Forming the Future: Student awards, public speaking strengthen community at Bishop Fenwick High School
PEABODY -- Every morning at Bishop Fenwick High School starts with a meeting for at least one grade, promoting community among students through two unique programs.
The week begins with a schoolwide assembly to announce the recipient of Fenwick FIRST, a peer-nominated award for students who embody the school's core values. The other days of the week -- one for each grade level -- are for Fenwick Connect and Reflect, when students take turns giving speeches about topics that matter to them. Both programs have fostered unity and goodwill between students since their inception.
Thomas Nunan had the idea for Fenwick FIRST after he became the president of Bishop Fenwick High School in 2019. He wanted to identify their priorities that "come first" every day. Through his observation of students and conversations with faculty, parents, and alumni, he identified five values, represented by the acronym FIRST: Faith, Integrity, Relationship, Scholarship, and Tradition.
The school began Fenwick FIRST last year as a weekly award for students nominated by their peers and teachers.
"It's a way of reminding everybody of the things that are most important here, those key values and then the people that reveal and reflect them," Nunan said.
He said many students take pride in making nominations, and those who have received one want to nominate others to be recognized as they were. Teachers also use it to recognize "unsung heroes" in the student body.
Flynn Plowman, a sophomore from Haverhill, said she was surprised when she received Fenwick FIRST, but also felt "very special."
"When I try to be kind to others, I never do it because I want something in return, but to get recognized for that and to think that other people look up to you and respect you, it's a really nice feeling," she said.
Of the five values, Flynn said, relationship is the most important to her because the others can stem from it.
"I think when you connect with someone really closely, you can see if they have integrity, and if they have scholarship and faith and tradition," she said.
Connection is one of the purposes of Fenwick Connect and Reflect, which began this school year. Each grade level meets once a week to hear two of their students give brief speeches on a topic about which they are passionate. This program is coordinated by Dr. Kellie Tropeano, who teaches choir and theatre at Bishop Fenwick.
"We just wanted an opportunity and a space for them to be able to express themselves," Tropeano said.
Students propose their topic ideas and turn in drafts of their speeches to Tropeano, who helps them through the editing process and coaches them on both writing and delivery. She also hopes to teach students how to manage their nerves, a skill that may serve them well in adulthood.
Jodi Vigneron, the school's director of marketing and communications, has observed that students' speeches are becoming "stronger" over time.
"I think they're getting more open and honest as they go," she said.
In the weeks since the school year began, students have shown increasing vulnerability in the topics they choose for their speeches. Some have talked about their jobs, hobbies, or school clubs. Others have given motivational talks about decision-making and how to make the best of their high school years. And some have shared personal and even painful experiences -- such as Alexandra "Alex" Lagonakis, a junior from Salem, who talked about her father's heart attack.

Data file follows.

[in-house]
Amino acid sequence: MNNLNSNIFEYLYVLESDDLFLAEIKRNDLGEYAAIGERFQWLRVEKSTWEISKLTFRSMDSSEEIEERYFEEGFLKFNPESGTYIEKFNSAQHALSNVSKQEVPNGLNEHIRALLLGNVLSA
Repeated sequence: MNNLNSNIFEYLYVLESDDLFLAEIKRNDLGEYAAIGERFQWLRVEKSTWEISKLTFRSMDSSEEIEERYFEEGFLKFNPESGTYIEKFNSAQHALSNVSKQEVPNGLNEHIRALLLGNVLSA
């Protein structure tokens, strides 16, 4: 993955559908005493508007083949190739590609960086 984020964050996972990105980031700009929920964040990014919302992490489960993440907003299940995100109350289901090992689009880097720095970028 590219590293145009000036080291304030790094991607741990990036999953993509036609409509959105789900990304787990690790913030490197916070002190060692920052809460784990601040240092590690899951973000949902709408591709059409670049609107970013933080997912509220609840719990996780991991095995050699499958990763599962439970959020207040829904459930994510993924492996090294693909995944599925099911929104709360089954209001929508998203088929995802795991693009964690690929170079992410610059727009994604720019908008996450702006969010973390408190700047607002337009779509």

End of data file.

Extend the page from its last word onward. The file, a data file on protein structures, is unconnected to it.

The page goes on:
Nick Caputo, a senior from Peabody, made his speech about the school nurse, Jennifer Faragi. He talked about how difficult her job was during the coronavirus pandemic--like Fenwick FIRST for students, acknowledging an unsung hero of the school community.
On Oct. 28, at the sophomores' morning meeting, Tropeano's daughter Elly was one of the speakers. She talked about her aunt, and only after expounding on all her lovable qualities revealed that her aunt has Down syndrome. She then appealed to her classmates not to use "the R-word," which she has heard some of them use before.
Nunan later said that the impact of a student asking this after her telling her story was completely different than it would have been if a teacher had simply told them what to do.
He said he finds it "ironic" that students are comfortable giving speeches to their class about things they would not share in a conversation with just one or a few people.
"It's a little different context, and they know they're going to be affirmed, and there's a way in which, sometimes, they're more open in this context than they might be somewhere else," Nunan said.
He said one result of Fenwick Connect and Reflect is that students "tend to treat each other better" as they are more aware of what their peers care about.
"They tend not to be so glib or gruff," he said.
Tropeano said Fenwick Connect and Reflect is "way more than just public speaking, it's community building."
"I really love that ability to connect to people and to see a different side of people," she said.
She expressed excitement for the future of the program.
"I'm committed to making it work here. And I'm excited about what can happen," she said.